January 31, 2012

Ethnic Disparities Persist in Depression Diagnosis and Treatment Among Older Americans

Older racial and ethnic minorities living in the community are less likely to be diagnosed with depression than their white counterparts, but are also less likely to get treated, according to a recent NIMH-funded analysis published online ahead of print December 15, 2011, in the American Journal of Public Health.

Source: iStock Photo


Depression is a significant health concern for older adults, regardless of ethnic or racial status. Previous studies have found racial and ethnic differences in the diagnosis and treatment of depression among the general population.

Using 2001-2005 data from the nationally representative Medicare Current Beneficiary Survey (MCBS), Ayse Akincigil Ph.D., of Rutgers University and colleagues examined rates of depression diagnosis and treatment among older adults living in the community. The survey asked questions about health care use and costs, insurance coverage beyond Medicare, access to care, and use of services.


The survey found that about 6.4 percent of whites, 4.2 percent of African Americans, and 7.2 percent of Hispanics were diagnosed with depression. Among those diagnosed, 73 percent of whites received treatment (either with antidepressants, psychotherapy or both), while 60 percent of African Americans received treatment and 63.4 percent of Hispanics received treatment. These kinds of diagnosis and treatment differences are consistent with previous studies, the researchers noted. They also noted pronounced differences in socioeconomic status and quality of insurance coverage across ethnicities. Fewer whites reported having low incomes than ethnic minorities. However, these differences did not appear to account for the disparities in diagnosis or treatment rates.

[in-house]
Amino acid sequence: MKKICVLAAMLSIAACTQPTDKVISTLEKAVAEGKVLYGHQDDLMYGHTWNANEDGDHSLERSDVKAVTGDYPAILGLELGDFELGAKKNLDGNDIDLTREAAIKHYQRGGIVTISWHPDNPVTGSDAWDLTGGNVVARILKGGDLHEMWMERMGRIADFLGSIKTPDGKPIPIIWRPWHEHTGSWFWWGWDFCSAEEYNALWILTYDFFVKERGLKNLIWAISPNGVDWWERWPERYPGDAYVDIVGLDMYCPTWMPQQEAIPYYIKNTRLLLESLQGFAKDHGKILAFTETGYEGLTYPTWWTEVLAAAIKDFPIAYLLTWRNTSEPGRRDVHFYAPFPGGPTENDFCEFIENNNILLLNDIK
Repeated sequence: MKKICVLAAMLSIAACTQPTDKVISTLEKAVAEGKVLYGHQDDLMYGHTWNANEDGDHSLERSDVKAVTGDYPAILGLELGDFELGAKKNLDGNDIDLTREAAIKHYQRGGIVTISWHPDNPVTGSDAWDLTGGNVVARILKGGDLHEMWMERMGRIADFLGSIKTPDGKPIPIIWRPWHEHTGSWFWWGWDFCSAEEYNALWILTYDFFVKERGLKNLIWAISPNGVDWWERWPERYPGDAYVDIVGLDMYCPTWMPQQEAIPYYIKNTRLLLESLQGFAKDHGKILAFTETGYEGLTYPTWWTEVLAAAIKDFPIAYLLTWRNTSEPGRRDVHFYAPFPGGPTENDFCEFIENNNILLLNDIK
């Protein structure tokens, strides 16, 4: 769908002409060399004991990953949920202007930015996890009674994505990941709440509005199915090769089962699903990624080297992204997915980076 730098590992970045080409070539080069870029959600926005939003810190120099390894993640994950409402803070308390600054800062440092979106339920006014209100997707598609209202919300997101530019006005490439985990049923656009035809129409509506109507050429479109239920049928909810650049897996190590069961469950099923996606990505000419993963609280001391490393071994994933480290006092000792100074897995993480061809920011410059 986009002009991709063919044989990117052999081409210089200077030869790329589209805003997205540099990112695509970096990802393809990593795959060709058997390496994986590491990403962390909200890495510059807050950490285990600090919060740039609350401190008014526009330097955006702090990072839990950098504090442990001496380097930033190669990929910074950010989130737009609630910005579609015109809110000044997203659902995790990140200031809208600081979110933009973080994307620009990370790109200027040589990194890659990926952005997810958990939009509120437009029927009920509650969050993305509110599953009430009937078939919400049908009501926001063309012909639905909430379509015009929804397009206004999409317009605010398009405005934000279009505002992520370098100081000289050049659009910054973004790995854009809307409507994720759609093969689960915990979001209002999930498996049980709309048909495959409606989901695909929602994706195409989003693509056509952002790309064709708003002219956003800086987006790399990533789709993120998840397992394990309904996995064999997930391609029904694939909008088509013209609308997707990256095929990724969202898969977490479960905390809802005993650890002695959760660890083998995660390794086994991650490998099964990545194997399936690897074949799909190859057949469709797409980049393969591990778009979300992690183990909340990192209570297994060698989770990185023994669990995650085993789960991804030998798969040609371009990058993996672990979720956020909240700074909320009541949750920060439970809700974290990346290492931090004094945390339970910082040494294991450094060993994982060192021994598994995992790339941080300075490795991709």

The findings are consistent with the notion that depression continues to be under-recognized and undertreated among older minorities. According to the researchers, future research should investigate cultural factors such as help-seeking patterns, stigma, and patient attitudes and knowledge about depression as potential factors contributing to the disparities. For instance, ethnic minorities may be less likely to seek help for a mood disorder, and those with lower incomes may have more difficulty gaining access to specialized health care. In addition, they may be more likely to seek help from nonmedical providers, such as pastors or lay counselors, according to the researchers. Other research has suggested that minorities tend to cite stigma or shame associated with having a mental disorder as a reason for not seeking help for depression.